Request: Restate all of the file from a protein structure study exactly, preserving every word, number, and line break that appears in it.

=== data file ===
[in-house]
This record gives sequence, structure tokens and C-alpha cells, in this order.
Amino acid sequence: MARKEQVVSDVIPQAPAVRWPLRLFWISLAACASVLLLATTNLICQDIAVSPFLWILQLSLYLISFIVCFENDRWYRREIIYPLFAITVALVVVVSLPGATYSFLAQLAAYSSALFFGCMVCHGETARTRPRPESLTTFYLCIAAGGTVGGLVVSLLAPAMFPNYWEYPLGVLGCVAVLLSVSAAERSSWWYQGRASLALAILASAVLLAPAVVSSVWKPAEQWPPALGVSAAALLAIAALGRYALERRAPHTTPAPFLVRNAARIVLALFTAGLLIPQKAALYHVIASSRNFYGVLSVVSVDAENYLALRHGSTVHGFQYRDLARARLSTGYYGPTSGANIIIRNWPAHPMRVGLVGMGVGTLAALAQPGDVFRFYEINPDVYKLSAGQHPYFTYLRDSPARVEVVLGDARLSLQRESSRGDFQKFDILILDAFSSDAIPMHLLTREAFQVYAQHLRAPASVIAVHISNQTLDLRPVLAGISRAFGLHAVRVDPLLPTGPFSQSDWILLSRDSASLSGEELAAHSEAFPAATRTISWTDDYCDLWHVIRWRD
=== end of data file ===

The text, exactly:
[in-house]
This record gives sequence, structure tokens and C-alpha cells, in this order.
Amino acid sequence: MARKEQVVSDVIPQAPAVRWPLRLFWISLAACASVLLLATTNLICQDIAVSPFLWILQLSLYLISFIVCFENDRWYRREIIYPLFAITVALVVVVSLPGATYSFLAQLAAYSSALFFGCMVCHGETARTRPRPESLTTFYLCIAAGGTVGGLVVSLLAPAMFPNYWEYPLGVLGCVAVLLSVSAAERSSWWYQGRASLALAILASAVLLAPAVVSSVWKPAEQWPPALGVSAAALLAIAALGRYALERRAPHTTPAPFLVRNAARIVLALFTAGLLIPQKAALYHVIASSRNFYGVLSVVSVDAENYLALRHGSTVHGFQYRDLARARLSTGYYGPTSGANIIIRNWPAHPMRVGLVGMGVGTLAALAQPGDVFRFYEINPDVYKLSAGQHPYFTYLRDSPARVEVVLGDARLSLQRESSRGDFQKFDILILDAFSSDAIPMHLLTREAFQVYAQHLRAPASVIAVHISNQTLDLRPVLAGISRAFGLHAVRVDPLLPTGPFSQSDWILLSRDSASLSGEELAAHSEAFPAATRTISWTDDYCDLWHVIRWRD